When double-checking/confirming results produced by structural analysis software, many engineers recommend verifying and spot-checking key or critical members if the entire structure is not analysed.

However, for rigid jointed structures with sway, it is not possible (at least in my understanding) to analyse individual members. This means that hand calculation methods such as moment distribution or slope deflection cannot be applied directly.

How would I go about analysing those members in a sway frame?

Also, to what storey of an indeterminate structure would you analyse purely by hand calculations without computer software when considering code requirements?


In my professional experience, I've found few opportunities to perform literal "by hand" verification.

Unless you're dealing with simple structures (or structures which can be simplified as such), it gets quite complicated and if you perform any mistakes you won't know if it's because of the model or your "by hand" calculation. And I personally have a hard time identifying (non-obvious) mistakes in my own calculations when I'm not even sure they're there.

That being said, the hard part of "by hand" verification of non-trivial structures is the actual structural analysis. Thankfully, the world has many different computer programs that do this exceedingly well.

So I check my work in one structural analysis program by creating another model in another program. This other model, however, is usually much simpler: hell, my tool of choice was Ftool, which only does 2D frame analysis. So if I was trying to double-check a 3D program, I'd have to recreate the model in Ftool using slices, manually calculating the applied loads (usually using simple distribution areas), considering the support conditions (it's much easier to be explicit and intentional about your supports and hinges in 2D than 3D), etc. It's important not to get too detailed in this model: don't try to model a complex support condition using master-slave relations or whatever; make the best simplification you can: fully hinged or fully fixed (or if absolutely necessary, do both and get an average of the results).

And then I let Ftool do its job and give me the internal forces, which I can then compare to the 3D model.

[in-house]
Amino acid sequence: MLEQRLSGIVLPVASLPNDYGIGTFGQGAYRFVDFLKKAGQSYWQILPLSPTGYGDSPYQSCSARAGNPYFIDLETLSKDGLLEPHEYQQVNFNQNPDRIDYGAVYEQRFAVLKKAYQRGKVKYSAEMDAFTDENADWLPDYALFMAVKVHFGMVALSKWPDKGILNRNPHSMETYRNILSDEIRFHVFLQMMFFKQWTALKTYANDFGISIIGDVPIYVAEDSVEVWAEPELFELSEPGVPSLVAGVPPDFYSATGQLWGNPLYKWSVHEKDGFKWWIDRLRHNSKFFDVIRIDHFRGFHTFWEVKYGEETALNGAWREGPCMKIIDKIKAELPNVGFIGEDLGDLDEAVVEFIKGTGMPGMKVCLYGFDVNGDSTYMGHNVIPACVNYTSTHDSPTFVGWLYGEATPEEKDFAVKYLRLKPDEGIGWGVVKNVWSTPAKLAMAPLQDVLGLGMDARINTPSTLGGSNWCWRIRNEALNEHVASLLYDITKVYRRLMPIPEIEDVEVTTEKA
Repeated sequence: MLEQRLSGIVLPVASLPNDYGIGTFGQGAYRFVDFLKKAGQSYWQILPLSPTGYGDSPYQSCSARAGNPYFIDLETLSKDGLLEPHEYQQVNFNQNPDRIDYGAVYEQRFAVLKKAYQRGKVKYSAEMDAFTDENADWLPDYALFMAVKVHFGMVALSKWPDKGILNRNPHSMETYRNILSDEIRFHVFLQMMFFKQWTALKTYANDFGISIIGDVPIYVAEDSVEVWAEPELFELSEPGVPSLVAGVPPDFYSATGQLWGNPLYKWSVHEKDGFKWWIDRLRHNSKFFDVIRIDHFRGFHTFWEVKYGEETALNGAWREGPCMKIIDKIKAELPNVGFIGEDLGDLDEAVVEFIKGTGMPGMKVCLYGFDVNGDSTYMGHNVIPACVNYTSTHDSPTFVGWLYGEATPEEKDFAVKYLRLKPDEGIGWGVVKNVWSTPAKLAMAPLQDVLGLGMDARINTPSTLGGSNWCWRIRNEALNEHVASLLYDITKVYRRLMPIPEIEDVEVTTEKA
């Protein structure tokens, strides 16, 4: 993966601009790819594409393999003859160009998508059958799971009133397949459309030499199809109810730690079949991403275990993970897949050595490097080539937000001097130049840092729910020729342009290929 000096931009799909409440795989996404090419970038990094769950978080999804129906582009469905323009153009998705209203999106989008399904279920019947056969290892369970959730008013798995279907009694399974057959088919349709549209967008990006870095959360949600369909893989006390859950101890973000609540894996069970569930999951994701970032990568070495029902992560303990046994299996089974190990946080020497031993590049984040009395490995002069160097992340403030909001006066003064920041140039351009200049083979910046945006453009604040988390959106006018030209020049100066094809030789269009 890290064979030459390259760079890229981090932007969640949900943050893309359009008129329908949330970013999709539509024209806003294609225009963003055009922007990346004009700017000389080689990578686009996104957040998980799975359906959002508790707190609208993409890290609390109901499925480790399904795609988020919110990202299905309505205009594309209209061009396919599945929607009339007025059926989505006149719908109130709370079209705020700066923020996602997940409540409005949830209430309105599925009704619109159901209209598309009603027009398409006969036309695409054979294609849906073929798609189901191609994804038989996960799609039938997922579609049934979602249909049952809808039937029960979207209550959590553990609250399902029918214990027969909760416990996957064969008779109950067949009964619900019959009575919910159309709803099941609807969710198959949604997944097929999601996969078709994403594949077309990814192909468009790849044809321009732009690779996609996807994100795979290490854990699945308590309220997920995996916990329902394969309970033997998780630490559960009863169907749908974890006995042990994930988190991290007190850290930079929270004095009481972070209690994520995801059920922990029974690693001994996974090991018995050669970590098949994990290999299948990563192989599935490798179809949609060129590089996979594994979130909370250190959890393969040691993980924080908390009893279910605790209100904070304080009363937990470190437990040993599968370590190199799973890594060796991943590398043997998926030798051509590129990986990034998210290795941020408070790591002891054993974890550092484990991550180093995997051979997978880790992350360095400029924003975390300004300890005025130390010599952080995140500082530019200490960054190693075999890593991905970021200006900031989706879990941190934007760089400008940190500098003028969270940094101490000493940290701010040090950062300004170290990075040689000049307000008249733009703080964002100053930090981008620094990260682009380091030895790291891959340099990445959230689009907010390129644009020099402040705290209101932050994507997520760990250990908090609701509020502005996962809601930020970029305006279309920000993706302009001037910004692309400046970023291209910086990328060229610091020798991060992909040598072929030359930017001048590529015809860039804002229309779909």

If they're close enough, great. It's much harder to get the boundary conditions wrong in a 2D model (where you explicitly define what they are at a single point, while the 3D model may require you to apply conditions to multiple points to represent the same effect, giving you room for error), so if they're close but actually wrong, it's because you explicitly messed up (i.e. in both models you forgot that that one beam there is actually hinged to the column, not fixed... a mistake you likely would've made even if doing the verification fully by hand). Getting someone else to take a look at your 2D model should further reduce the odds of that happening. And the odds of you having made different mistakes in each model that cancel out to give similar wrong results are infinitesimal.

If they're different, it's far easier to double-check that you didn't mess up your 2D model, and then compare the results to see what's similar and what's different, helping you identify your mistake (while doing it by hand risks a screw up in one element of the stiffness matrix leading you to get everything wrong).

This offers an efficient verification which is quite close to "by hand" -- you are still the one defining the structure's loads, supports and dimensions, in a format (2D) where it's much harder to accidentally mess up the model -- while still being efficient and honestly less error-prone than literally doing it by hand.

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  • $\begingroup$ Would you recommend approximate methods such as portal frame method to verify computer programs? $\endgroup$ – Amit Apr 8 at 2:13
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    $\begingroup$ @Amit I don't have much experience with the portal frame method, but a quick glance at Google tells me it makes some pretty significant assumptions, which are only valid for very simple, standardized frames (i.e. all columns must be identical, as must the beams). If your structure can be reasonably considered to satisfy those conditions, then sure, go for it (again, I have no experience with that method, but I'm sure it works when appropriate, it wouldn't exist in the literature if it were useless). I still think it's more work and more error-prone than using a 2D modelling software, though. $\endgroup$ – Wasabi Apr 8 at 12:16

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